9. That was awesome Glenn! Shaving off 28 minutes on just your 2nd marathon from your previous best. You are so inspirational. If you can do it, now we know that with hard work, dedication and determination we could also do it.

    Enjoyed reading the 2 parts race report. It was just too suspenseful not to know the ending of the story after reading part one. The waiting was long but it's worth it because like watching a great movie, it's nice to find out that it has a happy ending. What's your next great adventure Glenn?

  10. Honestly, what a great, inspirational report. You never game up!! That chicken and waffles...yes, that does look good...

  11. Love the finishing picture! You have the look of accomplishment on your face. :)

    So glad that you just ran for the fun of it and didn't turn into a sour experience. That's hard to do! You ran a marathon...which is an amazing feat(I haven't ran a marathon yet!).

    And that waffle looks delish! :)

  12. Oh Glenn- THANK YOU!!! I am so happy to be reading your race report right now! I found it amazing that your running speed towards the end of your race...of TWENTY SIX miles is equivalent to my running speed for the three measly miles I run! That just made me go....WOW! I don't know how you kept up such a pace for that long of a race. Honestly- I don't! Amazing. Great report- love living vicariously through your journey!!! Christine

  13. This was an awesome post and very inspirational. You have a big heart for running and pushing through the hard parts.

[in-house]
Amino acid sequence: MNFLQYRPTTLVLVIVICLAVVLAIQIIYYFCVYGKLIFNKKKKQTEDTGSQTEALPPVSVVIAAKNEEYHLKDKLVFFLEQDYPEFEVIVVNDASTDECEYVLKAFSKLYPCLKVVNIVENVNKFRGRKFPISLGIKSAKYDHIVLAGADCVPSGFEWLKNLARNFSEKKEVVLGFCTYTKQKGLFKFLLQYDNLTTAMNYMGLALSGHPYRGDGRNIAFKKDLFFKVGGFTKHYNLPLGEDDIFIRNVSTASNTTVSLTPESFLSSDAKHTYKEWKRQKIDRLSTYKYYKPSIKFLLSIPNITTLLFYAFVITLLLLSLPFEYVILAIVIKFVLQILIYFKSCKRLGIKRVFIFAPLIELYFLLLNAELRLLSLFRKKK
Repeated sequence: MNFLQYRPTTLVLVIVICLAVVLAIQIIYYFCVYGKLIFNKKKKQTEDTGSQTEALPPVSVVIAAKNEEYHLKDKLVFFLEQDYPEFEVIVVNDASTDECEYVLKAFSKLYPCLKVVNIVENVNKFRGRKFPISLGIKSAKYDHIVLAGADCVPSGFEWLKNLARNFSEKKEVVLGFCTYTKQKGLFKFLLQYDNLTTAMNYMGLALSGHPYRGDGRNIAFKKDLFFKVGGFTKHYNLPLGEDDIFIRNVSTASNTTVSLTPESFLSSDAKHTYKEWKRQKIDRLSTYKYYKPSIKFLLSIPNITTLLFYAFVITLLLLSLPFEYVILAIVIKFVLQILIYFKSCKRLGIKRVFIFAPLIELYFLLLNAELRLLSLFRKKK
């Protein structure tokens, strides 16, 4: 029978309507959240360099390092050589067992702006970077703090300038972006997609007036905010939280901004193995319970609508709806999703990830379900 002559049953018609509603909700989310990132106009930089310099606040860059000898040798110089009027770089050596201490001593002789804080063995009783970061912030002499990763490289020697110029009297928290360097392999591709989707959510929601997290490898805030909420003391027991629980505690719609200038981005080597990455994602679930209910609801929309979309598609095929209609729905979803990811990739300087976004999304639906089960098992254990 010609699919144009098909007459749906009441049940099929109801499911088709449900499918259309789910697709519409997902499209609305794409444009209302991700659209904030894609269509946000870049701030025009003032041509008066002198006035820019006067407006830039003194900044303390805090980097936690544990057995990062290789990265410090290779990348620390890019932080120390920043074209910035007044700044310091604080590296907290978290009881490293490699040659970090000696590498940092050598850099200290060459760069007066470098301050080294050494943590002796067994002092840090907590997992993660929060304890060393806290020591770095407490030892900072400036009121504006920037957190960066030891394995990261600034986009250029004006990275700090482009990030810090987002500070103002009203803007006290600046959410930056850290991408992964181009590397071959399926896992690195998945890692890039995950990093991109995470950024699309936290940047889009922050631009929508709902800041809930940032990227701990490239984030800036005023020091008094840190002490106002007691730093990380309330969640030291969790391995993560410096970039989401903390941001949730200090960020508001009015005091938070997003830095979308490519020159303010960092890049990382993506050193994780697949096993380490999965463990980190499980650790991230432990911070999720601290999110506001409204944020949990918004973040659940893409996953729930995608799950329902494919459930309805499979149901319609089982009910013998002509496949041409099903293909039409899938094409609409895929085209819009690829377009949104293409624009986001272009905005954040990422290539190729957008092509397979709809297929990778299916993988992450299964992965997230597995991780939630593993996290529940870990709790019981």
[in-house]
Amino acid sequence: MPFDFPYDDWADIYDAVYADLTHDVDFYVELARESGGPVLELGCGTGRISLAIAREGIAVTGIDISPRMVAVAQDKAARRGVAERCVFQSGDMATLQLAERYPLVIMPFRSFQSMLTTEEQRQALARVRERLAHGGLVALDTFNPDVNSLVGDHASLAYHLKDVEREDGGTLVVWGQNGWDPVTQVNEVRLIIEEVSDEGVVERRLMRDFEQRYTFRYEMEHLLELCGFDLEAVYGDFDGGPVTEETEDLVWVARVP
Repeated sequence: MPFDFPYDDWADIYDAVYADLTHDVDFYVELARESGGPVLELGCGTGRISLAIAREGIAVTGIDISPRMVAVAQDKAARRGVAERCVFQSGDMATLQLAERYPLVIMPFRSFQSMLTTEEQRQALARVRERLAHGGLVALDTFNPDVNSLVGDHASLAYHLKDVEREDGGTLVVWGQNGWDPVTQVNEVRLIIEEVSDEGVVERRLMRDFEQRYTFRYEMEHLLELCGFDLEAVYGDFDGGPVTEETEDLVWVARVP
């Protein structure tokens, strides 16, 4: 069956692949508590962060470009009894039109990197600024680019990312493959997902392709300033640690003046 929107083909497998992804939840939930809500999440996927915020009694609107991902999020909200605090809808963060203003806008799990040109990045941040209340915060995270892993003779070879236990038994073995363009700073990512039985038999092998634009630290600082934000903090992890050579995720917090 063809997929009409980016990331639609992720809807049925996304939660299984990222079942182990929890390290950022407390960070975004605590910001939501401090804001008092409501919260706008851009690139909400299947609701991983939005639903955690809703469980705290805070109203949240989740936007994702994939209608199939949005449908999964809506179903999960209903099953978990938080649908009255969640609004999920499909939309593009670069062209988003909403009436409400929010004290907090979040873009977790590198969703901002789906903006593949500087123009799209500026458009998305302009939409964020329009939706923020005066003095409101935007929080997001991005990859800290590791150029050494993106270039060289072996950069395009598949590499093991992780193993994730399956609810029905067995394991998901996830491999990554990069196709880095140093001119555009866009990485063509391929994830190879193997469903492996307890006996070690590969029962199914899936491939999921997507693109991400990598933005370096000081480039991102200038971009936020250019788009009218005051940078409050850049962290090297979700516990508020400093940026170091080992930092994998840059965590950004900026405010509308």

I also loved the CSLB part of the marathon and your last picture. You did it! So what's next?

  14. Great finish photo! And those college kids look like they were having too much fun for that hour of the morning.

  15. Awesome, awesome, awesome race report. I'm so glad you had a great time...and BTW, I'd have killed for a 5:15 finish!

    Although when I saw on FB and Twitter that you were eating waffles and chicken livers...I did worry :-)

  16. Congrats Glenn! I can't imagine running a marathon but you did great and I am so glad you did so well! Hope the recovery is going well!

  17. Great job! Love your finishing line picture. So " relieved". LOL

  18. great race report Glenn. LOVE the finishing picture. it's so great. :)

  19. i have cried after each of the 3 marathons i've run! It is something special! So I do understand the last .2 miles!!! Hell, I understand the emotion crossing the finish line!

    Great job!!! Congrats!!!

  20. i am proud of you for not-quitting when you knew time was not going to be on your side later in the race! you adjusted your plans and said heck, i'm just gonna have fun. well, you know, as much fun as one can in the late miles of a marathon anyway right? ;)

    congrats again, and hey - still improvement from sd!

  21. Once again, great work, Glenn. Any time you can say your were enjoying yourself after 20 miles of a marathon is a victory. I sense you're hooked enough to attack the distance again. My PR is 5:27, so you still own me.

  22. I love the shot of you crossing the finish line, Glenn! That is a classic picture of triumph. What a fantastic report. Again, my congratulations to you. You worked very hard for that experience. Way to go!

    And wow, did the meal at Roscoe's look tasty! :)

  23. I am so late to the party, but I was so happy that day!!! ha ha i probably saw you but was like F THIS I GOTTA GET THIS DONE! ha ha i think I was right before I passed the 4 hour group. :)

    Great job! and i love the finish photo! Glad you had a good race!!!

  24. I'm running my first half in Long Beach tomorrow and reading this helped me get over my nerves and just embrace the experience.

    And yes - you made me cry! :o)